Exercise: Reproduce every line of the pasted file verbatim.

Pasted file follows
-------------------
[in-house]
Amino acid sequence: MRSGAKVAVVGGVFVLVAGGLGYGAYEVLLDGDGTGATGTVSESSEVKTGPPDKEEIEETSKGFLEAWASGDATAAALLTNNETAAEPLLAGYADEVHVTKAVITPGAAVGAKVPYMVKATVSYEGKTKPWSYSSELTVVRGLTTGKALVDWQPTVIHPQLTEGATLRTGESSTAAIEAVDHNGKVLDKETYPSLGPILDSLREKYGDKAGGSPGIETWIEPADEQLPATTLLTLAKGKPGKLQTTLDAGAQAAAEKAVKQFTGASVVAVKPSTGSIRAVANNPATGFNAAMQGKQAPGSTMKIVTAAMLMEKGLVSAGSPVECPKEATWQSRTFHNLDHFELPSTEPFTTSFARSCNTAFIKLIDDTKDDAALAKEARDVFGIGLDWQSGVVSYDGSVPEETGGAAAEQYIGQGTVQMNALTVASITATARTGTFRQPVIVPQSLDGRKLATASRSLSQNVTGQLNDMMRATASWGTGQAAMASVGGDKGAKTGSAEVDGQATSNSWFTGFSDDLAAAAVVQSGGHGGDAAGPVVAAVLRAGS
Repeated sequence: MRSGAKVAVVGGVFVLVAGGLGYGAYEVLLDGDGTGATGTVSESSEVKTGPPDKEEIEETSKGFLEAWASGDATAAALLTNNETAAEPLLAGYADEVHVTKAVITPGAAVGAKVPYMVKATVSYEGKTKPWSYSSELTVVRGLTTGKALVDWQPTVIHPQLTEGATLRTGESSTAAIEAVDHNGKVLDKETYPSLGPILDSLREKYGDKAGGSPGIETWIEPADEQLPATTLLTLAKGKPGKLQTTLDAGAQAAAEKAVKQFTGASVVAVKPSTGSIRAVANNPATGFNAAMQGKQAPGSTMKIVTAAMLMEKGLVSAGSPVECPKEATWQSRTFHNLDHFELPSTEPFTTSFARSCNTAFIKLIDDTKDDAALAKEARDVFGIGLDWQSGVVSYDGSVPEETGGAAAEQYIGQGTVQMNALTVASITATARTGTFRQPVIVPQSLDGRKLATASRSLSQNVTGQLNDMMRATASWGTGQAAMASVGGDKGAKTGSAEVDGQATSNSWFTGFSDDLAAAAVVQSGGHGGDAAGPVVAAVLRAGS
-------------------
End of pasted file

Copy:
[in-house]
Amino acid sequence: MRSGAKVAVVGGVFVLVAGGLGYGAYEVLLDGDGTGATGTVSESSEVKTGPPDKEEIEETSKGFLEAWASGDATAAALLTNNETAAEPLLAGYADEVHVTKAVITPGAAVGAKVPYMVKATVSYEGKTKPWSYSSELTVVRGLTTGKALVDWQPTVIHPQLTEGATLRTGESSTAAIEAVDHNGKVLDKETYPSLGPILDSLREKYGDKAGGSPGIETWIEPADEQLPATTLLTLAKGKPGKLQTTLDAGAQAAAEKAVKQFTGASVVAVKPSTGSIRAVANNPATGFNAAMQGKQAPGSTMKIVTAAMLMEKGLVSAGSPVECPKEATWQSRTFHNLDHFELPSTEPFTTSFARSCNTAFIKLIDDTKDDAALAKEARDVFGIGLDWQSGVVSYDGSVPEETGGAAAEQYIGQGTVQMNALTVASITATARTGTFRQPVIVPQSLDGRKLATASRSLSQNVTGQLNDMMRATASWGTGQAAMASVGGDKGAKTGSAEVDGQATSNSWFTGFSDDLAAAAVVQSGGHGGDAAGPVVAAVLRAGS
Repeated sequence: MRSGAKVAVVGGVFVLVAGGLGYGAYEVLLDGDGTGATGTVSESSEVKTGPPDKEEIEETSKGFLEAWASGDATAAALLTNNETAAEPLLAGYADEVHVTKAVITPGAAVGAKVPYMVKATVSYEGKTKPWSYSSELTVVRGLTTGKALVDWQPTVIHPQLTEGATLRTGESSTAAIEAVDHNGKVLDKETYPSLGPILDSLREKYGDKAGGSPGIETWIEPADEQLPATTLLTLAKGKPGKLQTTLDAGAQAAAEKAVKQFTGASVVAVKPSTGSIRAVANNPATGFNAAMQGKQAPGSTMKIVTAAMLMEKGLVSAGSPVECPKEATWQSRTFHNLDHFELPSTEPFTTSFARSCNTAFIKLIDDTKDDAALAKEARDVFGIGLDWQSGVVSYDGSVPEETGGAAAEQYIGQGTVQMNALTVASITATARTGTFRQPVIVPQSLDGRKLATASRSLSQNVTGQLNDMMRATASWGTGQAAMASVGGDKGAKTGSAEVDGQATSNSWFTGFSDDLAAAAVVQSGGHGGDAAGPVVAAVLRAGS